"Nous faisons des crêpes."

Translation:We are making crepes.

January 30, 2014

This discussion is locked.


Whats the difference between "faisons" and "preparons"


They are the same, faisons means to bake and preparons means to make, so both can be used


Actually faisons is from the verb faire, to make or to do. Preparons is from préparer to prepare. To cook or to bake wood be cuisons from the verb cuire.


Are crepes and pancakes the same thing?


No. Crepes do not contain baking powder or baking soda for leavening. They also typically use melted butter vs. oil in pancakes and have a higher liquid to flour ratio. Basic crepes contain only eggs, milk, water, a pinch of salt and flour.


In the UK pancakes are made from flour, eggs and milk with a pinch of salt. Anything else, e.g. with yeast or any raising agent are something else.


I see you are learning Hungarian. The US crepe (the "thin" pancake) is the normal "palacsinta" here and the US pancake is "amerikai palacsinta" (literally American pancake). You can get the former one anywhere, while the latter is rather rare here.


Is there a gerund form in French? Or the only way to express a gerund idea is through the simple present?


In English we generally use the word "gerund" when the present participle verb form is used as a noun. (Seeing is believing) French and many other languages use the infinitive for this. This causes discussions about whether other languages have gerunds, but Romance languages at least have a verb form whose name is a cognate, so I stay out of that discussion. I am including a link which describes some uses of the present participle in French. You will see that many times when we use the ing form to modify the subject or the verb, the French present participle form is used. http://french.about.com/od/grammar/a/presentparticiple_2.htm


In the hints for faisons, it says (let us) make. So, I put "let's make crepes" it was incorrect, but I don't totally understand why. Thanks in advance for your help.


From an online dictionary:

"Let us is the first person plural imperative, which we only use in very formal situations. Let’s is the short form, which we often use to make suggestions which include ourselves"

Examples of the short form:

  • Faisons des crêpes = Let's make crepes
  • Faisons une pause café = Let's take a coffee break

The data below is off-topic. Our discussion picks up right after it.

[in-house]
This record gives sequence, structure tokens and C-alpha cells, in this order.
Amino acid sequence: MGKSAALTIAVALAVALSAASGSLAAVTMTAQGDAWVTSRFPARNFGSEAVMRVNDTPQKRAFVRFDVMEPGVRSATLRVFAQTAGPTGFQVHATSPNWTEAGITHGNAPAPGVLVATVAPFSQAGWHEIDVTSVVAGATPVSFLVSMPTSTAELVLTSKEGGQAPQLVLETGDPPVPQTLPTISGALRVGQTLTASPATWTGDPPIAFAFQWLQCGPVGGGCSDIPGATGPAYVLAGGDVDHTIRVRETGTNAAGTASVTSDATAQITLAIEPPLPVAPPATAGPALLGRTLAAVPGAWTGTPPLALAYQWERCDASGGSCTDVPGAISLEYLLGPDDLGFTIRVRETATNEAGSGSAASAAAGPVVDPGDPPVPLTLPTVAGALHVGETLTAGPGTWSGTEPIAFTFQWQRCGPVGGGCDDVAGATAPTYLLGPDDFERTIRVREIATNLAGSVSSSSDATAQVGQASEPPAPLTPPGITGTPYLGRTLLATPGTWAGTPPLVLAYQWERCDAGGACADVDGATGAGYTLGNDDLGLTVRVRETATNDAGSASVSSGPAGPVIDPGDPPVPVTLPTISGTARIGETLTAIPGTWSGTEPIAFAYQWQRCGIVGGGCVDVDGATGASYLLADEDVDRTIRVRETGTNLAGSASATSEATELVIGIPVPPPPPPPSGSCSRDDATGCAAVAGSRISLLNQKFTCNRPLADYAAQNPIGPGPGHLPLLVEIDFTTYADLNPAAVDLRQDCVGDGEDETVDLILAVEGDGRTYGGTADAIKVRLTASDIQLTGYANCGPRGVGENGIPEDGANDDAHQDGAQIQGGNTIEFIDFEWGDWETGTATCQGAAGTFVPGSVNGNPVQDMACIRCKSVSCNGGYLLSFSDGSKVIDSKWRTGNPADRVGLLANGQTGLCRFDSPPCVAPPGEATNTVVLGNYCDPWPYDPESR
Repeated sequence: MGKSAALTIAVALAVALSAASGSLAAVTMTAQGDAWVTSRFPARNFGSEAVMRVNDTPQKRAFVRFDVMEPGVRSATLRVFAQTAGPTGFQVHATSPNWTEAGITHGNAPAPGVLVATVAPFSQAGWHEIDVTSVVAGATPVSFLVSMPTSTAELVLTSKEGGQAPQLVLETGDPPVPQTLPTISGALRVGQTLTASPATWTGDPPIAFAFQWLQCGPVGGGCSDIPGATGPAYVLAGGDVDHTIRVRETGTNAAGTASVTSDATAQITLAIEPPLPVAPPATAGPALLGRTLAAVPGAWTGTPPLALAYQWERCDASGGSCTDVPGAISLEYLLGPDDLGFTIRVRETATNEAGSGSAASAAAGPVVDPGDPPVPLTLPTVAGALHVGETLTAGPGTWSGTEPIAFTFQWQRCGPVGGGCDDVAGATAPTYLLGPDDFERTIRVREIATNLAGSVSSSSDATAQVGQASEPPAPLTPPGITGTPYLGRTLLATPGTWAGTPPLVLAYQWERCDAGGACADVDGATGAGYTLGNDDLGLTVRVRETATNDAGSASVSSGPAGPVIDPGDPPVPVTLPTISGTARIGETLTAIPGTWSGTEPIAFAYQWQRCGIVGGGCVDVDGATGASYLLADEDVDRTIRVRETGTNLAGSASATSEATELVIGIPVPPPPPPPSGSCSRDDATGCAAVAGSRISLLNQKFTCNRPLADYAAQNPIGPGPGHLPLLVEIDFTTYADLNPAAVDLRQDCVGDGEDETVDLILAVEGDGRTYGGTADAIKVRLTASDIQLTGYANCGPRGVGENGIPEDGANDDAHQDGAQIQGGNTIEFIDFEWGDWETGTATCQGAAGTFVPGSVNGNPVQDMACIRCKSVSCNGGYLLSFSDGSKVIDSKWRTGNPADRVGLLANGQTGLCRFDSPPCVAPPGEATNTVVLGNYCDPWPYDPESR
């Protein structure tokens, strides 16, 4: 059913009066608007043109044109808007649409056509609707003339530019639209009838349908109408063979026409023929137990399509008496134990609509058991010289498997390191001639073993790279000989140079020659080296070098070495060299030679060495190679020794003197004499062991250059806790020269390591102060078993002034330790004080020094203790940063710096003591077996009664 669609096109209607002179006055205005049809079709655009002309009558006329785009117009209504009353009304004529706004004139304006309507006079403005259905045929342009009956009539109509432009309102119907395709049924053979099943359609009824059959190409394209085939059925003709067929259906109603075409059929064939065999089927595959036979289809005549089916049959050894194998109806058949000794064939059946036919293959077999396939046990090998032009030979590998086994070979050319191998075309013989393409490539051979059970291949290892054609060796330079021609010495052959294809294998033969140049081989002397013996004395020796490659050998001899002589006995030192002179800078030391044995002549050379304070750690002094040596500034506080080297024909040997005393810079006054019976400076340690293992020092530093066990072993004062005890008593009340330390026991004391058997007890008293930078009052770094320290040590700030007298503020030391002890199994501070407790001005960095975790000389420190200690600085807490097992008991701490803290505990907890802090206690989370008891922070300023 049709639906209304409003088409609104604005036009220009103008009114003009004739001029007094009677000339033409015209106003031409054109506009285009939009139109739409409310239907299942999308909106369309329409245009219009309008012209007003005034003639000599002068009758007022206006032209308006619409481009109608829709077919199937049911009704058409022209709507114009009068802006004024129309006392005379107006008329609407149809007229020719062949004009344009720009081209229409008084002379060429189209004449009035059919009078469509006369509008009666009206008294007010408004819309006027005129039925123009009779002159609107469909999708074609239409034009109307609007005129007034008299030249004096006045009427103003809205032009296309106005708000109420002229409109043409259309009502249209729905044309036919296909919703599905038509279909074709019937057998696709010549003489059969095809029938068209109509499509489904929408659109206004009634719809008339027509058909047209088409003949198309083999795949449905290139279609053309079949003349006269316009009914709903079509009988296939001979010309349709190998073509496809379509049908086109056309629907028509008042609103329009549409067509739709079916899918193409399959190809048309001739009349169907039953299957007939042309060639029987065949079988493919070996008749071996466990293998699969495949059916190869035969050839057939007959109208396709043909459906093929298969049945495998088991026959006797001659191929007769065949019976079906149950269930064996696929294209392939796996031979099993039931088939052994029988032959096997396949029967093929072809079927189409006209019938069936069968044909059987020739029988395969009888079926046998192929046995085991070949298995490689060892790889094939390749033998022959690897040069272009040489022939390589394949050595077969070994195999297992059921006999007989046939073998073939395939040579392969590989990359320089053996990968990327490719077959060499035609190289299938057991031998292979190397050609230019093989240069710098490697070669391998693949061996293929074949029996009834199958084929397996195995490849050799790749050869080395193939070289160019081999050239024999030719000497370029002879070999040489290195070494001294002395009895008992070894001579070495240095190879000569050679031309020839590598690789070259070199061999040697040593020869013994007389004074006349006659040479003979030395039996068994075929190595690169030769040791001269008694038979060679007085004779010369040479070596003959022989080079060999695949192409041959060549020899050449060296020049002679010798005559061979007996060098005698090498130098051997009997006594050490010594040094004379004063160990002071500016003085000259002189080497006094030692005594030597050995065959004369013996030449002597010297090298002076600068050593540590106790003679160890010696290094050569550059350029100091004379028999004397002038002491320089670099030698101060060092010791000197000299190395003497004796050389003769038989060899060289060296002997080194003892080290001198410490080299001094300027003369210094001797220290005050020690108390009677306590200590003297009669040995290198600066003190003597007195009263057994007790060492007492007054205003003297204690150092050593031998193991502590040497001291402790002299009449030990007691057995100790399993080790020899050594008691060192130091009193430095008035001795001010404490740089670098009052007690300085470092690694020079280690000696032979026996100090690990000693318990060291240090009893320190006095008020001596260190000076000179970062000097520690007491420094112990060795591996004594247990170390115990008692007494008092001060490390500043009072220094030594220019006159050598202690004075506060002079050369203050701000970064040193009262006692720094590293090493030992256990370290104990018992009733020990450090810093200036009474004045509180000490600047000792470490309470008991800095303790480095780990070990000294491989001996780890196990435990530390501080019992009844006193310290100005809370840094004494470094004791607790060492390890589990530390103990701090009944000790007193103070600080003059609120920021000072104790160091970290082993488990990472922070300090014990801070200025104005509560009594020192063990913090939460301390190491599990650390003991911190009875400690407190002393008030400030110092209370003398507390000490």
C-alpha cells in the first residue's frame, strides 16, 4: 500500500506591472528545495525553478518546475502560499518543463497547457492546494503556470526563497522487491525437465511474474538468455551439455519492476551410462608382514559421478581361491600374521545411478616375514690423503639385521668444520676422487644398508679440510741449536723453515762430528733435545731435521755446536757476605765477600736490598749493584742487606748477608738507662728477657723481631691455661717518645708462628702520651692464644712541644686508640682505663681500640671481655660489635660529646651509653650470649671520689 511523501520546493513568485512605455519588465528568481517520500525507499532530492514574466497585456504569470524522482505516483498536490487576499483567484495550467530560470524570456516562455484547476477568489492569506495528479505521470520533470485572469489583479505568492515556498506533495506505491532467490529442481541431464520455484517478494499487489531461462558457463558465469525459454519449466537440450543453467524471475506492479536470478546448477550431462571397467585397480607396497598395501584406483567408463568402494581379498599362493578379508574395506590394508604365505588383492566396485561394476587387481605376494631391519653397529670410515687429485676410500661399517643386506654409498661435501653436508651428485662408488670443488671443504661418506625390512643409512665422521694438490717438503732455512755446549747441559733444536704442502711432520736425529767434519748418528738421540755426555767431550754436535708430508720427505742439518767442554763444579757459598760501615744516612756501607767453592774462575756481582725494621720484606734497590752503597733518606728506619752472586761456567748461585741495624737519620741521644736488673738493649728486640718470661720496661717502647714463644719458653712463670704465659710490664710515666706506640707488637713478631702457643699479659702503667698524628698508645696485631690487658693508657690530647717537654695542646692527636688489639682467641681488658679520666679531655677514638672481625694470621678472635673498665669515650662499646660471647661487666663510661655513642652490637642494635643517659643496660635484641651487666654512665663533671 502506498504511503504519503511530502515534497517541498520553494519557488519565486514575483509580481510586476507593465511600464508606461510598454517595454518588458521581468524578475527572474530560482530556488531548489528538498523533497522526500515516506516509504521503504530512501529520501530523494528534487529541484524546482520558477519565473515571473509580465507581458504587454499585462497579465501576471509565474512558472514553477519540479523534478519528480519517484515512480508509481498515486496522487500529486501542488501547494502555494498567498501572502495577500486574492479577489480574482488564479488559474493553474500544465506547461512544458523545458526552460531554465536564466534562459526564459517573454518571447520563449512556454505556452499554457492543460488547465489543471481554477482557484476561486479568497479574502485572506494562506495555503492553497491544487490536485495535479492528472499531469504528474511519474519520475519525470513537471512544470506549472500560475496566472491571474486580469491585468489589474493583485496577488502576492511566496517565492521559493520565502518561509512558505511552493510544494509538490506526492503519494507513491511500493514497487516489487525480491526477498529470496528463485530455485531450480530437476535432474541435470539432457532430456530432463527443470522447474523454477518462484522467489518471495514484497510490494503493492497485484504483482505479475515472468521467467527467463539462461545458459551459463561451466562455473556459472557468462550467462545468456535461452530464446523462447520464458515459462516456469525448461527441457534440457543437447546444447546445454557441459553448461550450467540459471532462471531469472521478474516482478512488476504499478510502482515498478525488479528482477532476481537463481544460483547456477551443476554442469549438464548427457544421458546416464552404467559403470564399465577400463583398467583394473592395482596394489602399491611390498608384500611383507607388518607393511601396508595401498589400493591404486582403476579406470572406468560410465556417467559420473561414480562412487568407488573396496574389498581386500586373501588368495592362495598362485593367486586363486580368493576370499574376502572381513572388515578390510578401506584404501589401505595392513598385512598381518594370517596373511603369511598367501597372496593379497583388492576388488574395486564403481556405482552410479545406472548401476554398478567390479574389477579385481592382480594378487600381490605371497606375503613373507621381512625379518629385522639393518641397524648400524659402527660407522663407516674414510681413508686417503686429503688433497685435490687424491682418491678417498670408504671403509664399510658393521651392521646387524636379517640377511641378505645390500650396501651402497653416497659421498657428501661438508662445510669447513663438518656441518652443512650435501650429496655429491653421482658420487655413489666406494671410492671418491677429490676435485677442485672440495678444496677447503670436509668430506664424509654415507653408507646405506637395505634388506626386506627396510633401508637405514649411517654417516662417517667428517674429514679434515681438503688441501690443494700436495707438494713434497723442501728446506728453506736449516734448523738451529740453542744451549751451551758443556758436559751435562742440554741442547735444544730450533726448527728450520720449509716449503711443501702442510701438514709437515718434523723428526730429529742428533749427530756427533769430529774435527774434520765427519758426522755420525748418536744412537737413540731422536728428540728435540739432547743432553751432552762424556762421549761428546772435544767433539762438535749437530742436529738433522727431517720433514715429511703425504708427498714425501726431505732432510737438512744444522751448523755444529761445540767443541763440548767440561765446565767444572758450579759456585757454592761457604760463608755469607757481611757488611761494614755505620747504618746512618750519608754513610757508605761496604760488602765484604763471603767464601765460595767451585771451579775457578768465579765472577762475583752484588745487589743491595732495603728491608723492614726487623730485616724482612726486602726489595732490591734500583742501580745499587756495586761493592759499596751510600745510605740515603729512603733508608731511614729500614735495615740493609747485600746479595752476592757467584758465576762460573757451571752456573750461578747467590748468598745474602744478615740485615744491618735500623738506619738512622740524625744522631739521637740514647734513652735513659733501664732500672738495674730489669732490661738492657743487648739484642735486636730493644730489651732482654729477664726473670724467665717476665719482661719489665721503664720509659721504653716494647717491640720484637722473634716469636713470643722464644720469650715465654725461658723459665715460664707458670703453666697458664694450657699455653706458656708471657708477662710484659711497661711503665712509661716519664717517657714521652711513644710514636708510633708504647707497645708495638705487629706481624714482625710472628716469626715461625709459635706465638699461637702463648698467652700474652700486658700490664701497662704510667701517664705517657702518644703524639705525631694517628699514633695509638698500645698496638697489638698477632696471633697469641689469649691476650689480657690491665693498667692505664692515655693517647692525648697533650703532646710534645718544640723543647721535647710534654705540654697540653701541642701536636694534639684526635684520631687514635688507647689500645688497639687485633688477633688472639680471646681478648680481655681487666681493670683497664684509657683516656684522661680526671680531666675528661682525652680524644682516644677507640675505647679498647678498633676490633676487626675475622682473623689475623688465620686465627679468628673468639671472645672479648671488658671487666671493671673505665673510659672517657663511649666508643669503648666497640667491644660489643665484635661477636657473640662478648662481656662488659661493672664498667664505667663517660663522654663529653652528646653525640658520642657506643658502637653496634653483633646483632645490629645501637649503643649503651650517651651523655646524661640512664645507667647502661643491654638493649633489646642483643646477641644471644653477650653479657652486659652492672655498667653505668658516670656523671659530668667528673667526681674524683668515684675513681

• Faisons une salade = Let's make a salad

Example of formal usage: Let us pray


Let us pray= could be "Faisons prié" right?


No. That is not correct. You would never use a conjugated faire with a past participle as you did here. Faisons would be followed by the infinitive prier. But even then you haven't said let us pray. The let us is inherent in the English we imperative form. So Let us pray is simply Prions. Further more, faire is generally translated as to make or to do. Laisser is to let or allow in other, non imperative uses.



"Faisons" (etc.) means "let us make" only when not preceded by "nous." "Nous faisons" always means "we make." Same for other verbs.


Thanks. Corrected. I wrote that in the middle of the night during a small bout of insomnia, but obviously I was more asleep than I thought.


crepes sounds like crets emphasizing the T!


When I listened to it at normal speed, it almost sounded like "cats"! Of course, that doesn't make sense -- the French for "cat" is "chat" and you wouldn't make cats anyway. I turned the volume up and listened three times at slow speed and it sounded more like "crepes" and that made more sense.


"We do crepes" is incorrect? Can someone explain me why?


It doesn't make a lot sense in English. You can "make" or "prepare" a food, but not "do" it.


Faisons because of nous or because of des crêpes?


Verbs are always conjugated based on the subject, which is nous. Faisons wouldn't agree with crêpes anyway. Should you have a reason to say that the crêpes make something it would be Les crêpes font...



Answer given was de crepes, here it says Des crepes which is correct? Why faire and not cuisiner?


Just before this "nous achetons de la nourriture" had to be translated "SOME" food. Now "des crepes" is wrong if translated "some crepes". Please explain the difference. Thanks!


An obvious difference is that “crepes” are countable while “food” is not. But if “we are buying food” (without “some”) was rejected you might have reported it as a missing translation. It seems fine to me.


In my country crepes are called pancakes. Interesting that other countries' English is not accepted.


We are making the crepes isnt the same as we are making crepes. Since when,,, confused of the answer no?


I thought crepe is 'pancake' in English?

Learn French in just 5 minutes a day. For free.